Open Question: Do we need a new Cosyne?

UCSD started one of the first (the first?) computational neuroscience departments. But when I started graduate school there, it was being folded into the general Neuroscience department; now it is just a specialization within the department. Why? Because we won. Because people who used to be computational neuroscientists are now just – neuroscientists. I could tell there was a change at UCSD when people trained in electrical engineering instead of biology didn’t even feel the need to join the specialization. What used to be a unique skill is becoming more and more common.

I have been thinking about this for the last few days after news trickled out about acceptances and rejections at Cosyne (note: I did not submit an abstract to the Cosyne main meeting.) The rejection rate this year was around 40%. Think about this for a minute: nearly half of the people who had wanted to present what they had been working on to their peers were not able to do so.

Now, people go to conferences for a wide variety of reasons. Some go to socialize, some to hear talks, some for a vacation. But the most important reason is to communicate your new research to your peers. And it’s a serious problem when half of the community just can’t do that.

Cosyne fills the very important role of bringing together the Computational and Systems fields of neuroscience (hence, CoSyNe). But when it was founded in 1996, this was not a big group of people. Perhaps the field has just gotten too big to accommodate everyone in one, medium sized conference; either the conference must grow or people need to flee to more specialized grounds – and repeat the process of growth and rebirth.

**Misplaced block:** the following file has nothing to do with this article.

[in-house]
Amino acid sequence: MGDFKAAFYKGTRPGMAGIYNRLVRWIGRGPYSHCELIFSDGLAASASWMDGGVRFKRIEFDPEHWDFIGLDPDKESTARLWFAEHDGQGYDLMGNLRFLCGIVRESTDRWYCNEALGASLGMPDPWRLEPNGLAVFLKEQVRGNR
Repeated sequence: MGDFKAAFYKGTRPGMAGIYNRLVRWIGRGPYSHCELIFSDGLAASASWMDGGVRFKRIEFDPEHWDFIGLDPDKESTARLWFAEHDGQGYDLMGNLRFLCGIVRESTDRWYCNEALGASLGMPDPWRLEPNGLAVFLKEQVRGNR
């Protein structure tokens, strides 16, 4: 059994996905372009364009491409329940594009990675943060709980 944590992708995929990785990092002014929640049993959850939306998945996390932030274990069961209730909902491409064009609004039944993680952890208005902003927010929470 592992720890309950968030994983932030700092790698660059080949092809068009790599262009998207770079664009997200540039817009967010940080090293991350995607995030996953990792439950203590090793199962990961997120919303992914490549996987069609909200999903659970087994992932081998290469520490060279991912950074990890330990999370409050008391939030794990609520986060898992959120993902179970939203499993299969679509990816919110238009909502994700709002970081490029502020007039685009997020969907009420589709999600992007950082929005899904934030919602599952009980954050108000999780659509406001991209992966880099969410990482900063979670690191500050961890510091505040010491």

At dinner recently, I mentioned that it may be time for some smaller conferences to split off from Cosyne. Heads nodded in agreement; it’s not just me being contrary. There are other computational conferences – CNS, NIPS, SAND, RLDM. But none of them reside in the niche of Cosyne, none of them bring together experimentalists and theorists in the same way. The closest is RLDM which occupies a kind of intersection of Cosyne and Machine Learning. (edit: there is also CodeNeuro, though I don’t yet have a sense of the community there.)

We need more of that.

Monday open question: does fMRI activation have a consistent meaning?

Reports from fMRI rely, somewhat implicitly, on a rate-coding model of populations of neurons in the brain. More activity means more activation, and more activation usually means roughly the same thing. Useful, but misleading. How much should we rely on the interpretation that an area having similar activation in two different behaviors means the same thing? Neuroskeptic covers one such finding:

The authors are Choong-Wan Woo and colleagues of the University of Colorado, Boulder. Woo et al. say that, based on a new analysis of fMRI brain scanning data, they’ve found evidence inconsistent with the popular theory that the brain responds to the ‘pain’ of social rejection using the same circuitry that encodes physical pain. Rather, it seems that although the two kinds of pain do engage broadly the same areas, they do so in very different ways.